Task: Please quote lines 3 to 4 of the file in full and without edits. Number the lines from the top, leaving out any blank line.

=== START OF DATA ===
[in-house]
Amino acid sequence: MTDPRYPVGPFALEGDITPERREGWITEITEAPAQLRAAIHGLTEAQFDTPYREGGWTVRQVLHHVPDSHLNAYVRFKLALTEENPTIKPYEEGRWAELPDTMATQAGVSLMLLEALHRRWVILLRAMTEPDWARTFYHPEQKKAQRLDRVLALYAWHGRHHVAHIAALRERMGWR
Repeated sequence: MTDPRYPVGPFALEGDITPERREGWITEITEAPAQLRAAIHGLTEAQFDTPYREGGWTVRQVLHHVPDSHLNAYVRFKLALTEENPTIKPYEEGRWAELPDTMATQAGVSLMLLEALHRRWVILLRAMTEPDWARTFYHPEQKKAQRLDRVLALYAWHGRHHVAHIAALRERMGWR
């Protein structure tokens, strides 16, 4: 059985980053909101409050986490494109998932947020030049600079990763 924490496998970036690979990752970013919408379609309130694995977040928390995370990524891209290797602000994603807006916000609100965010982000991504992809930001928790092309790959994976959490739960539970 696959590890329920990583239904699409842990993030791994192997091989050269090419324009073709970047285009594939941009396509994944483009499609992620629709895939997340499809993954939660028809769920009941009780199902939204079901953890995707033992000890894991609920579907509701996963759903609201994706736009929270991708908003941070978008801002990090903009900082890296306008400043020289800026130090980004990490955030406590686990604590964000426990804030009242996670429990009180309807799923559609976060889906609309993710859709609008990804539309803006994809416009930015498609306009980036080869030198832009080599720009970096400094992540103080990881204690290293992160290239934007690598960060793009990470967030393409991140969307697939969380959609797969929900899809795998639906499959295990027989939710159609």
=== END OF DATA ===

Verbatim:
Repeated sequence: MTDPRYPVGPFALEGDITPERREGWITEITEAPAQLRAAIHGLTEAQFDTPYREGGWTVRQVLHHVPDSHLNAYVRFKLALTEENPTIKPYEEGRWAELPDTMATQAGVSLMLLEALHRRWVILLRAMTEPDWARTFYHPEQKKAQRLDRVLALYAWHGRHHVAHIAALRERMGWR
């Protein structure tokens, strides 16, 4: 059985980053909101409050986490494109998932947020030049600079990763 924490496998970036690979990752970013919408379609309130694995977040928390995370990524891209290797602000994603807006916000609100965010982000991504992809930001928790092309790959994976959490739960539970 696959590890329920990583239904699409842990993030791994192997091989050269090419324009073709970047285009594939941009396509994944483009499609992620629709895939997340499809993954939660028809769920009941009780199902939204079901953890995707033992000890894991609920579907509701996963759903609201994706736009929270991708908003941070978008801002990090903009900082890296306008400043020289800026130090980004990490955030406590686990604590964000426990804030009242996670429990009180309807799923559609976060889906609309993710859709609008990804539309803006994809416009930015498609306009980036080869030198832009080599720009970096400094992540103080990881204690290293992160290239934007690598960060793009990470967030393409991140969307697939969380959609797969929900899809795998639906499959295990027989939710159609």